So I took a job at Emporia State making $14,000 and we signed seven players. Cindy Stein and I went to Emporia together, she gave me my first job. We inherited the entire team that first year.  We signed seven players and we won 20 games the next year, the third year we won 33. She got the job at Missouri, and then I became the head coach at the age of 26.  My best player was Aneta Kausite, a Lithuanian, who was 27.  So we had some interesting discussions in the office.
Q.  Obviously, you’ve been around the women’s game your whole life.  But what was it about the women’s game that made you want to coach it?
COACH BRANDON: Dr. Zenger asked me that same question when we talked on the phone.  I played on the men’s side and every summer I would work basketball camps. My dad had, at the time, what was respected as one of the top fundamental camps in the country. He had five weeks of camps.  So I’d work his camps and the whole month of July I’d go out and work men’s and women’s camps with Eddie Sutton when he was at Oklahoma State.
So I got to work with players on both sides.  I chose women’s basketball for two reasons.  Number one, I felt like the women were more receptive to coaching, which was important to me.  And number two, I could use him and move up faster (laughing).
Q.  In your first tweet I think you said it was going to be challenging as well.  What do you see as the immediate challenges of this position?
COACH BRANDON:  You’re playing in the Big 12 Conference.  You’re now recruiting against affectionately fire-breathing dragons. So the intensity of everything that we do, particularly in recruiting, obviously goes way up.  I understand the challenge.  As a coach, you sit there and you want to move up in the league.  Who are you jumping, you know? Tremendous coaches, nationally renowned, pros playing against pros every night. So I think you have to go out and work extremely hard and stay true to your values and to the process.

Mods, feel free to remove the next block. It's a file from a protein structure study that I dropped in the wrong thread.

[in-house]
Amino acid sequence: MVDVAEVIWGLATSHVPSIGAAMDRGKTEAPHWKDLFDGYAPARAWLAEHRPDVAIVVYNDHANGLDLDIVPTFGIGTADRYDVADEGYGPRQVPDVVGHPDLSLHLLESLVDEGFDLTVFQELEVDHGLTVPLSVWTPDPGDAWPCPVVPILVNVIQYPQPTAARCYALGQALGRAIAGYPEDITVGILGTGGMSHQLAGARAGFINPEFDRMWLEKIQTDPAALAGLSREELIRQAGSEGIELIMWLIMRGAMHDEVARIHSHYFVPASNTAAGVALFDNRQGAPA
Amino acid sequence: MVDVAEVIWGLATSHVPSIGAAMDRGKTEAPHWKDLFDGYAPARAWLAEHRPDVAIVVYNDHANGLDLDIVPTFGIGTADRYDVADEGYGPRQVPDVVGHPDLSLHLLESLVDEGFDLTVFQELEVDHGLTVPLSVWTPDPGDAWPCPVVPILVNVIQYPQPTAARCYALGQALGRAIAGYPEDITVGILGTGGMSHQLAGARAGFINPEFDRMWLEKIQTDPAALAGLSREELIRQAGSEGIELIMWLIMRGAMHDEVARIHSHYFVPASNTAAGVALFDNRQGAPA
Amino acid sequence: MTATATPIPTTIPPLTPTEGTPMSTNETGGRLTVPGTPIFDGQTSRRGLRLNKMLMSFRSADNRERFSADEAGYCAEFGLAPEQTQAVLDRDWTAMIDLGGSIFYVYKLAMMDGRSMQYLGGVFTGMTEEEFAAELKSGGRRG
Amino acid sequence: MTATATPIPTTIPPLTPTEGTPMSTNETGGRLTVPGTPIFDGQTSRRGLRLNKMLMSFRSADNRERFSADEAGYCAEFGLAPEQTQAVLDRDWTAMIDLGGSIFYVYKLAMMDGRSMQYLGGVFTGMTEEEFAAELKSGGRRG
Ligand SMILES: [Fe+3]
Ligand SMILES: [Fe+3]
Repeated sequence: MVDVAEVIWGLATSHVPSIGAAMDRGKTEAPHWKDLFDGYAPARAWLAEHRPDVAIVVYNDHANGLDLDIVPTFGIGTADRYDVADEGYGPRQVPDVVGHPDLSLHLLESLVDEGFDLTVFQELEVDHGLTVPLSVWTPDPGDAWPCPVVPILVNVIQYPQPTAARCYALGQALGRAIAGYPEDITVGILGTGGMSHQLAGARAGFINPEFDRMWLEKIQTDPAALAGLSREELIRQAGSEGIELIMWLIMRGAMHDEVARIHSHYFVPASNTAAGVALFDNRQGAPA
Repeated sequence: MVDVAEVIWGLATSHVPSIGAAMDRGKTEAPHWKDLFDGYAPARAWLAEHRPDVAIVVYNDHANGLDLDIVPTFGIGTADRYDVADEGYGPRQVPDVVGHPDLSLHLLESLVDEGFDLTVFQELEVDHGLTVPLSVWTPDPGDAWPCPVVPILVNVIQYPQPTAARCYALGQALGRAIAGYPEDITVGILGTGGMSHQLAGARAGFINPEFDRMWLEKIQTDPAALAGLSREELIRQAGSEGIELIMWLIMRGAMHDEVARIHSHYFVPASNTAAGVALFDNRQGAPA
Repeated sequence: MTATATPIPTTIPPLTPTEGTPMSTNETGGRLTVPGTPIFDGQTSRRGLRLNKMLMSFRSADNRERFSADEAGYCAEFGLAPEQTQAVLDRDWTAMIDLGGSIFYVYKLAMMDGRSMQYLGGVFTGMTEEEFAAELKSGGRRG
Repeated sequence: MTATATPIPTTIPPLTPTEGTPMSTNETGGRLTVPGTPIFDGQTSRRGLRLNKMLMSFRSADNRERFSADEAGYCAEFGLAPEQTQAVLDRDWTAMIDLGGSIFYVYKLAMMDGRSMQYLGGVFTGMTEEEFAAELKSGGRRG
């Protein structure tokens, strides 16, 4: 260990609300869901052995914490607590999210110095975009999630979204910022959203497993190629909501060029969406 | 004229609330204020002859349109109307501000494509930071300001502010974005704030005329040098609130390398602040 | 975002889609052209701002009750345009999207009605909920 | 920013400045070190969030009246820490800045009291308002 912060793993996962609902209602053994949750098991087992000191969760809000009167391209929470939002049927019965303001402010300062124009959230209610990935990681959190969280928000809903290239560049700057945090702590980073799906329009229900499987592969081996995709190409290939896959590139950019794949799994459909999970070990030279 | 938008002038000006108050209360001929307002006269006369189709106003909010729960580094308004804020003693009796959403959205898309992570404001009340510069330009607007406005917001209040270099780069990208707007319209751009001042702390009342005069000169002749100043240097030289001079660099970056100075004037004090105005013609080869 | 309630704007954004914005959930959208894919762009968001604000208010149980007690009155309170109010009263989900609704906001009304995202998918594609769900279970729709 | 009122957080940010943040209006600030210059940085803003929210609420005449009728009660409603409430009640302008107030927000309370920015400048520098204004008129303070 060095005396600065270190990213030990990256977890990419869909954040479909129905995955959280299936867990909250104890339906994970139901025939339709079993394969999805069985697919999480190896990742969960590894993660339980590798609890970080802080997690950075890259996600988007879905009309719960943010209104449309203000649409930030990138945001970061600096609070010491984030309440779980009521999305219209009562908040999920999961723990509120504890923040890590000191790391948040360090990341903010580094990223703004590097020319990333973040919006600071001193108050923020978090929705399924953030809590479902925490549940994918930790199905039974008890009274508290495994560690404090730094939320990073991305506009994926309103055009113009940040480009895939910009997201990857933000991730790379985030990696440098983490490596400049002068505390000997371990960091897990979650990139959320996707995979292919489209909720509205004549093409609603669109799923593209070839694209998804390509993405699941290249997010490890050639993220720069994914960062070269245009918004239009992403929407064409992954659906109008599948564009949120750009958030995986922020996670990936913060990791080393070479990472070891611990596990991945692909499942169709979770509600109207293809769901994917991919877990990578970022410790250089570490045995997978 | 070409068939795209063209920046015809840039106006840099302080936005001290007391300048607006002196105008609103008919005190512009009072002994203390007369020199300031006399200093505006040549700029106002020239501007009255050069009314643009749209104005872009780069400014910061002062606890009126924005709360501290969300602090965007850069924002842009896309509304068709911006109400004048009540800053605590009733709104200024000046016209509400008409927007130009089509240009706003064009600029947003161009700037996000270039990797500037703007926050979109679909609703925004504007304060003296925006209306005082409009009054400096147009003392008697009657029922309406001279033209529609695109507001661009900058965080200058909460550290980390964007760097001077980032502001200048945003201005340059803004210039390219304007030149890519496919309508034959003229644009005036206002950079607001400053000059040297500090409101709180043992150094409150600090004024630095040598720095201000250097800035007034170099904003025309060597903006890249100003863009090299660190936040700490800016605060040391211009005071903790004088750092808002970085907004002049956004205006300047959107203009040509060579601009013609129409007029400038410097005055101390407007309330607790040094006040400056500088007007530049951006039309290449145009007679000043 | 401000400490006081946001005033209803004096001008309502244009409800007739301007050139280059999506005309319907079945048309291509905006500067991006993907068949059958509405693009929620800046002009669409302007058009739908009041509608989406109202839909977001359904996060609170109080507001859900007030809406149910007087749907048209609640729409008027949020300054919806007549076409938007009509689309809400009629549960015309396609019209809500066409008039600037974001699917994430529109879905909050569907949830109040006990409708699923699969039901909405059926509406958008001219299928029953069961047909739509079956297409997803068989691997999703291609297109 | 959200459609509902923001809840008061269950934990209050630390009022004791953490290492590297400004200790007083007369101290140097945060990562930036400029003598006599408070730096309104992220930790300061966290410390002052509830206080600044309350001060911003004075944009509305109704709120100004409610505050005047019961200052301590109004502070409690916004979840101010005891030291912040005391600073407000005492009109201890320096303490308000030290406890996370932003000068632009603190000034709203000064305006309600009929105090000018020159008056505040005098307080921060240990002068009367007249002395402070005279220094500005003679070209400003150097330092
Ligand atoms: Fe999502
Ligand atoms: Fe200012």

Q.  You’ve coached here a few times.  What were your experiences like and what do you remember?
COACH BRANDON:  I don’t want to talk about the times we got whooped. In 2006, we played K-State in an exhibition game and we were fortunate enough to beat them.  In 2007, we came in here, played KU in an exhibition game, and we had them beat.  At the last minute we turn it over and they get an and-one on the other end.  They were Big 12 officials (laughing). They get an and-one on the other end to put it into overtime.  And I had a player by the name of Becky Zabel, or Becky Nelson now. She’s married to Jordy Nelson’s brother. Danielle McCray was here at the time, and Becky was the only guard we had on the team that could guard Danielle. Becky fouls out early in overtime, McCray went nuts and they beat us.  So those are positive memories.
Q.  What do you see with your previous experience being at Emporia State that you can bring to the table here at KU?
COACH BRANDON:  Relationships. I feel so blessed to have so many people in the state, and obviously in the Emporia community, who have supported our family vigilantly for years.  Those are relationships that are long-lasting and you’re going to lean on those.
Q.  Coach, you seem really confident.  Was there ever a time you were thinking about taking a job or you took a job, that you took a step back and said, ‘Oh, man, I’m playing against the big dogs now’? Or are you just going with that confidence?
COACH BRANDON:  It’s a situation where I love competition. I want to coach against the best. This opportunity gives me the chance to do that. I want to recruit players who want to play against the best. What couldn’t be a better environment for that than being at The University of Kansas and having the chance to participate in the Big 12 Conference?
Thank you, everybody, I really appreciate it.